Venezuela Firmly Rejects Guyana’s Oil Production Plans Amid Territorial Dispute
Venezuela has officially voiced its strong opposition to Guyana’s recent declaration concerning the commencement of oil extraction activities in a contested maritime area. The Venezuelan government’s condemnation comes in response to the exploitation of natural resources by the Prosperity FPSO Platform operated by ExxonMobil in the Payara field.
Venezuela’s Stance on Guyana’s Oil Production
The statement issued by Venezuelan Chancellor Yván Gil publicly denounces the actions of the Guyanese Government, accusing them of provocation and of acting under the influence of ExxonMobil. Venezuela maintains that the maritime zone in question has yet to be formally demarcated, and therefore regards any concessions granted by Guyana within this area as invalid.
Yván Gil conveyed the message via social networks, stating, “Venezuela expresses its categorical rejection of the announcement by the Government of Guyana, regarding the start of oil production by the Prosperity FPSO Platform, in the Payara field, located in a maritime area pending to be delimited.”
Risks of Destabilization in the Region
The Venezuelan government emphasizes that the actions of Guyana and the involved corporations pose a serious risk to regional stability. Venezuela has repeatedly submitted documentation to both the Guyanese Government and the Caribbean community, seeking to highlight the potential for destabilization and the infringement upon the rights of Venezuelan citizens.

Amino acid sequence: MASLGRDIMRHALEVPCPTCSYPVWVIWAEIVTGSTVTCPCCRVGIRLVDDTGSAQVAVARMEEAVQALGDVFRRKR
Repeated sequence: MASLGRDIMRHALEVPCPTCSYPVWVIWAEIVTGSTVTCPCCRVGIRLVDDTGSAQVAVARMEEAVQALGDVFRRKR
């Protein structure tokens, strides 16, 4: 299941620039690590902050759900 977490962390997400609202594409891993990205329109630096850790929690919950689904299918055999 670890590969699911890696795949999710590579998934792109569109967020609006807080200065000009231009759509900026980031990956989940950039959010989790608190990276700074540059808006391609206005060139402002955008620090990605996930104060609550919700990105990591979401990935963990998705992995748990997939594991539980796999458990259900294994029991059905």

In a show of firmness, the statement highlights, “Venezuela has evidenced this illegality, in documentary form repeatedly communicated to the Guyanese Government and the Caribbean community, that such actions are becoming the greatest source of destabilization in the region, undermining the legitimate interests of the Venezuelan people.”
Consultative Referendum on the Essequibo Territory
In a move to secure and defend its national interests, Venezuela has scheduled a consultative referendum for December 3, focusing on the Essequibo territory. The intent behind the referendum is to solidify the Venezuelan claim and bring attention to the ongoing dispute.
The controversy centers around the Essequibo region, a vast expanse covering approximately 160,000 square kilometers west of the Essequibo River that is rich in oil reserves. The dispute over sovereignty has persisted for over a century between the two South American nations.
Historical Background and Legal Actions
The tense relationship between Venezuela and Guyana over the Essequibo territory resulted in the signing of an agreement in 1966 aimed at a peaceful settlement of the dispute. However, in a significant escalation, Guyana approached the International Court of Justice in 2018, seeking the legal upholding of the 1899 arbitration award granting it full jurisdiction over the contested territory, a claim Venezuela refuses to recognize.
Political Dynamics and International Interests
The issue has been further complicated by the involvement of international oil corporations, with drilling contracts awarded to ExxonMobil (United States), TotalEnergies (France), SISPRO Inc. (United States), International Group Investment Inc. (Nigeria), Liberty Petroleum Corporation (United States), and China National Offshore Oil Corporation (CNOOC). These developments underscore the geopolitical and economic significance of the disputed maritime zone.
The oil-rich disputed region remains a flashpoint for tensions between Venezuela and Guyana. As both nations continue to defend their claims, the situation garners attention from regional entities and the international community, all of whom are keenly observing the potential for increased conflict or the emergence of a peaceful resolution.
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